It only makes sense, the cattle will get a better home and you will get more money for them.
If you would do a bit of extra work for your high quality extras, wouldn’t you think someone else would as well?
Differences in individual cattle
There can be huge differences in individual cattle, even within the same breed!
I know that is not the impression that you get from reading online or looking at breed specific information, but it’s definitely the case.
The closer the genetics of a herd, the less variation there will be between individuals, but there will always be some.
Another aspect of the differences between individuals is attitude. For me, this is a biggie.
I love a beautiful animal! But if she is flighty or “overly creative” (a nice way to say won’t behave like the rest of the group) then she is making my life harder and has to go.
Behavior is genetic, don’t keep any calves from the cows with difficult attitudes. That cow should be high on your cull list, as well!
Choosing potential brood cows
When I say breeders don’t get hung up on thinking I mean only purebred cattle.
Purebred cattle can be great, as can crossbred cattle. I’m referring to anyone keeping breeding stock cattle is a breeder.
The question is what breeder is selecting for traits that will be of the most use to you? Which cattle will be able to adapt the easiest to your situation?
Of course, this depends upon you and your situation! The more specific your needs, the fewer cattlemen will be raising their herds in a way that will work for you.
Let me be clear: you can purchase what ever cattle you want, it’s your money!
However, the closer you stick to getting cattle from a farm or ranch that is operating the way you want to operate, the higher chance that you’ll be happy with your purchase.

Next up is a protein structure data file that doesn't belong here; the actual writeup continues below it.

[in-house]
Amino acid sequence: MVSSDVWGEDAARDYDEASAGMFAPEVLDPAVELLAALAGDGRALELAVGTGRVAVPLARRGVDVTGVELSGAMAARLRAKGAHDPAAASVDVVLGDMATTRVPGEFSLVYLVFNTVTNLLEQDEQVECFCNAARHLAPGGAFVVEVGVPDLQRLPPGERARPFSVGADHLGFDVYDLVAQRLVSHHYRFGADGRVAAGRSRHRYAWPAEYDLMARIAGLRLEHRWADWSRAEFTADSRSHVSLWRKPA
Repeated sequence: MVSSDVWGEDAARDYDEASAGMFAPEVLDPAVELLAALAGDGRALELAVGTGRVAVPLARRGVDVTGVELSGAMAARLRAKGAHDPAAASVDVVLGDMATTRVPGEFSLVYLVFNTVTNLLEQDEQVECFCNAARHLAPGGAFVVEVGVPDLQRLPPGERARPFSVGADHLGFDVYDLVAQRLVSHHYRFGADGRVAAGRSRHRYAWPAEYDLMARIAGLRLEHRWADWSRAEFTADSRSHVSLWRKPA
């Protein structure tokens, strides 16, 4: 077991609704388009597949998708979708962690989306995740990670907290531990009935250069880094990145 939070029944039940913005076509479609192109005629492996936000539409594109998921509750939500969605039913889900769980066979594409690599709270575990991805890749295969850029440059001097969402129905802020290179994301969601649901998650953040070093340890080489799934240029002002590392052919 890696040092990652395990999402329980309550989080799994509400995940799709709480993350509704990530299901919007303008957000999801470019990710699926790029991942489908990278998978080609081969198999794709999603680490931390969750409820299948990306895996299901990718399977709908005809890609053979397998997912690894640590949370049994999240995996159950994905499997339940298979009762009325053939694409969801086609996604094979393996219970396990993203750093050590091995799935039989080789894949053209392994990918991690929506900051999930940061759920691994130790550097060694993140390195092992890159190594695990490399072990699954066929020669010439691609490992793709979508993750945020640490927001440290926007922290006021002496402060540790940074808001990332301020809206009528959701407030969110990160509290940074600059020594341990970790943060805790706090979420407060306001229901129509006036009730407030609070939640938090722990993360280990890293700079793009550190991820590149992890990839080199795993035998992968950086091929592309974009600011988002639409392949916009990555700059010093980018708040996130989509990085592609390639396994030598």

Any genetics can be adapted with time and effort.
A significant amount adaptation will require experimentation and the willingness to cull ruthlessly.
I don’t know about you, but I don’t care for being ruthless!
What To Look For When Buying Beef Breeding Stock is a Farmer’s Weekly article with some great tips. The image is a Brahma, don’t let that throw you, the basics of great cattle are the same regardless of breed.
There is no “perfect” cattle breed
Don’t believe the claims of the perfect breed or the best breed, etc. I’m sure that the folks telling you this are being sincere and mean what they say.
What I am referring to is the part they left out.
What’s left out, you ask? You. You, your farm, your resources and your goals.
The wonderful and enthusiastic people who love the cattle they are raising can not know if those cattle will work for you.
They are speaking of personal experience and the great fit they have found with these particular cattle fitting their farm and their livestock goals.
This is super! I love it when people are able to enthusiastically recommend their livestock or their methods to others!
So far, this sounds great, why the caution? Here’s the catch: will these same cattle work for you? They might, but they might not.
The trick to it all and the huge win for you and your farm is choosing cattle that match what you and your farm need!
Do your research, think things through.
There is no best breed, there is the best breed (or cross) for the situation. Now you have the opportunity to find it!